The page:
According to a recent study by the Annals of Internal Medicine, high drug prices and low accountability are pervasive on Internet pharmacy sites. The report was slated for the December 1999 issue, but editor Dr. Frank Davidoff felt that the study’s public health implications warranted an early release.
The study was conducted by Drs. Bernard S. Bloom and Ronald C. Iannacone of the University of Pennsylvania in Philadelphia, who reviewed 46 pharmacy portals and Web sites during February and March 1999. The doctors found that Internet drug prices and physician consultations were higher than their offline counterparts. The report also questioned the safety of Internet pharmacies, claiming that nine of the 46 sites studied were outside of the U.S. and required no prescription or consultation with a physician.
Comparison Shopping Online and Off
Bloom and Iannacone compared the cost per pill of sildenafil (Viagra) and finasteride (Propecia) at Internet sites and Philadelphia pharmacies. The average price per sildenafil pill was $5.49 (US$) — plus shipping — on the Internet, compared with an average of $4.50 at Philadelphia pharmacies.
For finasteride, the Internet average was $1.94 (plus shipping) versus $1.83 offline. Shipping costs among U.S. Web sites averaged $18, while shipping ranged from $8 to $25 among Web sites outside of the United States.
The researchers also compared the cost of Internet physician consultations to Medicare and to primary physicians at managed care facilities. On average, online consultations were higher in cost.
The Safety of Online Pharmacies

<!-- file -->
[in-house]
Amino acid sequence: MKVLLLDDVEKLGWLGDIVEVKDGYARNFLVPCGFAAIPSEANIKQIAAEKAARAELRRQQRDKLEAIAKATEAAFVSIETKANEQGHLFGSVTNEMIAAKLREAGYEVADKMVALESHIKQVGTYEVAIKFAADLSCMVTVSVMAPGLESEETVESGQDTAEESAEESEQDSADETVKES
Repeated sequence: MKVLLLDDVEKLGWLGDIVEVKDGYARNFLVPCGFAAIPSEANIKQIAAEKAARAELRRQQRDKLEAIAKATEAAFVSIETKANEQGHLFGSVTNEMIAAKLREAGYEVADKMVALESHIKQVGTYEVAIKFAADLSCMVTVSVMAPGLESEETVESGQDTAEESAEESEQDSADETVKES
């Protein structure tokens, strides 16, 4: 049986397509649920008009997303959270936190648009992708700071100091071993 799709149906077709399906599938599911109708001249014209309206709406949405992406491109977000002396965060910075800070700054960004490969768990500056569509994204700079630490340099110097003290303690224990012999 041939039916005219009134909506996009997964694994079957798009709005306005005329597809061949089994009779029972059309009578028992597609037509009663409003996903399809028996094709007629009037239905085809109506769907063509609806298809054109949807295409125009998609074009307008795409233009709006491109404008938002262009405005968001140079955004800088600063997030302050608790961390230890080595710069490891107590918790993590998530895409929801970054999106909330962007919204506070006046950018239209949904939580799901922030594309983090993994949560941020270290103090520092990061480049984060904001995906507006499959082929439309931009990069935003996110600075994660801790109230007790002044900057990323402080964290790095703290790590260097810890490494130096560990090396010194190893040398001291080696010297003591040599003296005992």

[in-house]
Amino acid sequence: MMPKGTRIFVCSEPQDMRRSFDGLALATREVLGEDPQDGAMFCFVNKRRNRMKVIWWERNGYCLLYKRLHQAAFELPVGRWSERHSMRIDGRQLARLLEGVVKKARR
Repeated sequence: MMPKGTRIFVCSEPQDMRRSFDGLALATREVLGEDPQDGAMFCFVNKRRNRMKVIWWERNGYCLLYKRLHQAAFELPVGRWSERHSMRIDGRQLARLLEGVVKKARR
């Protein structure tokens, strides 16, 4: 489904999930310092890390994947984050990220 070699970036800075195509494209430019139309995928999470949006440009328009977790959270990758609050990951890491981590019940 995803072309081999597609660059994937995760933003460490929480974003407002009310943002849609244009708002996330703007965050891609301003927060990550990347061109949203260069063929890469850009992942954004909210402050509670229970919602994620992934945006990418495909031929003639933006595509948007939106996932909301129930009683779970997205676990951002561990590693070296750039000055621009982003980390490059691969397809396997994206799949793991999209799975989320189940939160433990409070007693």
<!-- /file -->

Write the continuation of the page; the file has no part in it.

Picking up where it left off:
Bloom and Iannacone also expressed concern about the quality of Internet physician consultations. Only 5 of the 46 sites would reveal the business location for the Web site, and none were willing to disclose the names, addresses, specialties or qualifications of their physicians.
“Nothing is known about the quality of the Internet consulting physicians, their training or the appropriateness of medical services provided,” Bloom and Iannacone said in the report. The researchers also noted that consumers were at risk of inadvertently contravening U.S. or other countries’ laws when ordering prescriptions from Internet sites.
Going the Safe Route
The FDA is also concerned about Internet pharmacies. FDA physician Dr. Jeffrey E. Shuren added an editorial to the article, stating, “Current laws provide safeguards against injuries from unsafe drugs and from improper practice of medicine and pharmacy. Illegitimate Web sites undermine this safety net.”
The FDA suggests that consumers use sites that carry the seal of the National Association of Boards of Pharmacy.